WASHINGTON – For Tucson resident Jacob Mauer, joining the National March for Life in Washington was a “bucket-list moment” – even if it came on a frigid, snowy Friday that kept down the crowd size, if not the excitement.
“I went to a Catholic school growing up so even from a very early age I was always taught that all life is important and so I felt like coming here,” said Mauer, 22.
“Obviously, it’s not a short trip to D.C. and the weather’s not great, but this is too important of an issue to not come out and support,” he said as he wrapped a blanket over his shoulders to ward off the below-freezing temperatures on the National Mall.
Roe was overturned in 2022, but the fight has moved to states – including Arizona – and abortion opponents still march, hoping for a day when they said abortion is “unthinkable.”
Lifelong Tucson resident Kourtney Rivers said she has been coming to Washington for the march every year.
“I think it just comes down to the fact that we have to be a voice for the voiceless,” said Rivers, 41. “Life begins at conception and I just can’t, as a human being, and as a mom, sit by and watch people kill an innocent human being.”
Friday’s march was the second since the Supreme Court overturned Roe with its decision in Dobbs v. Jackson Women’s Health. In that case, the court said there is no federal right to an abortion in the Constitution and said the issue should be decided on a state-by-state basis.
As of December, at least 14 states had abortion bans with limited exceptions, according to the Guttmacher Institute. Voters in other states – including Arizona – have taken the issue to the ballot.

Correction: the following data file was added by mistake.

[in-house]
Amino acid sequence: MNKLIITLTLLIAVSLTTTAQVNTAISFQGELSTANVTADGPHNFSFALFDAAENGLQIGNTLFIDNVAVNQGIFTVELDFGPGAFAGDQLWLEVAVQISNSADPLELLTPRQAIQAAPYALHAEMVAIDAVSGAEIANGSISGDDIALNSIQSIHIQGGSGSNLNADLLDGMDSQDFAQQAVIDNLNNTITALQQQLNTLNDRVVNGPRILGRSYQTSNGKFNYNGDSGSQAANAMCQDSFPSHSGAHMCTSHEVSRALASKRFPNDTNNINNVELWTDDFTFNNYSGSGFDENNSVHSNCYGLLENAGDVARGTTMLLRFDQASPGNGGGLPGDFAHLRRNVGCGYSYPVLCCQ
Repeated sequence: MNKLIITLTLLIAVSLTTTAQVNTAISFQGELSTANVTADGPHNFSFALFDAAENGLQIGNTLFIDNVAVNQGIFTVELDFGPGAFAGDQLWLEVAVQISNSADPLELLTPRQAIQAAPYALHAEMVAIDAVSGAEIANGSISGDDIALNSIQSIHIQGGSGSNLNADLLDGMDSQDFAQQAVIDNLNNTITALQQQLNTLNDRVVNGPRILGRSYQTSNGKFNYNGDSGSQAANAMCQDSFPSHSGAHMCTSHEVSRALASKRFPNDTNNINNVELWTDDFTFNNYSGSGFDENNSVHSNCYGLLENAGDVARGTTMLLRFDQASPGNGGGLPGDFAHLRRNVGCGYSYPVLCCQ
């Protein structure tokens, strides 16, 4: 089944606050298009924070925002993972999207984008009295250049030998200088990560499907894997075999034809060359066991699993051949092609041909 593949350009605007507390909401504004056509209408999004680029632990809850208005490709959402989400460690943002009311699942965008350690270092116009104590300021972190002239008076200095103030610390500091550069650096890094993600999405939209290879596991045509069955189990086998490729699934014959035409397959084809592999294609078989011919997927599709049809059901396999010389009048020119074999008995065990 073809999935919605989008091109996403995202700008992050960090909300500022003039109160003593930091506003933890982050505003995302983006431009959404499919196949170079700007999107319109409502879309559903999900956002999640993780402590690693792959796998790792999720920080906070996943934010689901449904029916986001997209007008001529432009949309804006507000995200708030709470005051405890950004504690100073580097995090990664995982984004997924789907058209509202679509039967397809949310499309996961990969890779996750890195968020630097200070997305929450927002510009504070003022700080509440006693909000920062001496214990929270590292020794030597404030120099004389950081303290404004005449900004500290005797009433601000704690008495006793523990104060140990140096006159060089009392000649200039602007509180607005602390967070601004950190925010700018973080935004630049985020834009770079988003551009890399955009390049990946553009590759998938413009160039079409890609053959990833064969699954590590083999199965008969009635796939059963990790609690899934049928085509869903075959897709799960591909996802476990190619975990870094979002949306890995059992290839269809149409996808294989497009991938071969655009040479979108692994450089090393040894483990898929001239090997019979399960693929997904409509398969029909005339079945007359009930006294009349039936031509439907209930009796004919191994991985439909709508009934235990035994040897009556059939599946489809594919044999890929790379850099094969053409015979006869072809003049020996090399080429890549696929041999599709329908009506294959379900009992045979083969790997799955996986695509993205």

In Arizona, the current law bans abortions in most cases after 15 weeks of pregnancy – but opponents have sued, arguing that a 19th century ban is still in effect. The Arizona Supreme Court heard arguments in that case in December, but has not issued a ruling yet.
Abortion rights supporters in the state, meanwhile, are pushing to put an initiative on the ballot this fall that would amend the state constitution to protect abortion.
Despite the Supreme Court overturning Roe, many protesters Friday continued to push for more action by both state and federal officials. While Rivers called the Dobbs decision a “step in the right direction,” she still believes further steps need to be taken.
“We’ve got to continue to get up and fight because if we don’t then nobody will,” she said.
Speakers at the rally included athletes, entertainers and anti-abortion members of Congress who continued to repeat a refrain, that the ultimate goal of the movement is to “make abortion unthinkable.”
That was echoed by Tyler Kamp, a Surprise resident who attended the march with friends.
“I think it’s kind of what they (speakers) have been saying where we want to make abortion unthinkable and I think while yeah, we’ve got some states doing the right thing, there’s also a lot more that we need to continue to push in the right direction,” said Kamp.
A steady snowfall muted much of the two-hour rally on the Mall, before protesters marched to the Supreme Court. The weather also appeared to keep the size of the crowd smaller than those of recent years, but many said they were pleasantly surprised by the size of the protest.
“It’s just a great atmosphere,” Kamp said. “I’m actually surprised how many people are here with the crappy weather we’ve got, but I think there’s a real buzz around the crowd. I’m just really excited to be here and I think so is everyone else.”
Another theme was to push for more aid for new and expecting mothers. While he is opposed to abortion, Mauer said there “has to be a balance of course.”
“I’m not in a position to say to every woman in America they don’t have a valid reason to get an abortion,” Mauer said. “What I can do is continue to push for not just legislation that restricts abortion but also helps the mother both before and after birth. I think a lot of times people will miss the fact that this needs to be a holistic issue.”